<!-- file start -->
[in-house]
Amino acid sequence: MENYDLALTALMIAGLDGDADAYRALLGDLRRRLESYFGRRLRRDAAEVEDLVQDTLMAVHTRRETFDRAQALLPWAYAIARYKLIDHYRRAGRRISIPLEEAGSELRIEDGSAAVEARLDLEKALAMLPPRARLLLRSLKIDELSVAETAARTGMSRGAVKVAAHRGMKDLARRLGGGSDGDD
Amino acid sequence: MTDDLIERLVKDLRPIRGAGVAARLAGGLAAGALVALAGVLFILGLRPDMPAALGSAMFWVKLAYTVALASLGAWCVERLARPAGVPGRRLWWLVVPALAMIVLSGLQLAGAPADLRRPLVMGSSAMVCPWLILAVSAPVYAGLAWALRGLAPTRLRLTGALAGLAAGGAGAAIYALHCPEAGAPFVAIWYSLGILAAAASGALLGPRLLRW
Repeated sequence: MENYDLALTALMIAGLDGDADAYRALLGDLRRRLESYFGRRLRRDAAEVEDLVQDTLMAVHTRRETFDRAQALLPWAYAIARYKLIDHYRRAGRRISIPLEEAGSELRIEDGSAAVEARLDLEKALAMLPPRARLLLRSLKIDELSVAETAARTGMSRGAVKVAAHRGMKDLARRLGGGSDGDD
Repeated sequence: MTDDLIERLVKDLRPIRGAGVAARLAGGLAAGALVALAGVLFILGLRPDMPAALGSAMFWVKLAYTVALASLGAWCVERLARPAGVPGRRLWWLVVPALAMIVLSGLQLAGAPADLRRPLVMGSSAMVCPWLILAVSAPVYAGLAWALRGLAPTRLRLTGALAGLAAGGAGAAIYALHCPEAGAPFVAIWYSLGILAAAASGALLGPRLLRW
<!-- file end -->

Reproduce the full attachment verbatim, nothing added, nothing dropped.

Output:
[in-house]
Amino acid sequence: MENYDLALTALMIAGLDGDADAYRALLGDLRRRLESYFGRRLRRDAAEVEDLVQDTLMAVHTRRETFDRAQALLPWAYAIARYKLIDHYRRAGRRISIPLEEAGSELRIEDGSAAVEARLDLEKALAMLPPRARLLLRSLKIDELSVAETAARTGMSRGAVKVAAHRGMKDLARRLGGGSDGDD
Amino acid sequence: MTDDLIERLVKDLRPIRGAGVAARLAGGLAAGALVALAGVLFILGLRPDMPAALGSAMFWVKLAYTVALASLGAWCVERLARPAGVPGRRLWWLVVPALAMIVLSGLQLAGAPADLRRPLVMGSSAMVCPWLILAVSAPVYAGLAWALRGLAPTRLRLTGALAGLAAGGAGAAIYALHCPEAGAPFVAIWYSLGILAAAASGALLGPRLLRW
Repeated sequence: MENYDLALTALMIAGLDGDADAYRALLGDLRRRLESYFGRRLRRDAAEVEDLVQDTLMAVHTRRETFDRAQALLPWAYAIARYKLIDHYRRAGRRISIPLEEAGSELRIEDGSAAVEARLDLEKALAMLPPRARLLLRSLKIDELSVAETAARTGMSRGAVKVAAHRGMKDLARRLGGGSDGDD
Repeated sequence: MTDDLIERLVKDLRPIRGAGVAARLAGGLAAGALVALAGVLFILGLRPDMPAALGSAMFWVKLAYTVALASLGAWCVERLARPAGVPGRRLWWLVVPALAMIVLSGLQLAGAPADLRRPLVMGSSAMVCPWLILAVSAPVYAGLAWALRGLAPTRLRLTGALAGLAAGGAGAAIYALHCPEAGAPFVAIWYSLGILAAAASGALLGPRLLRW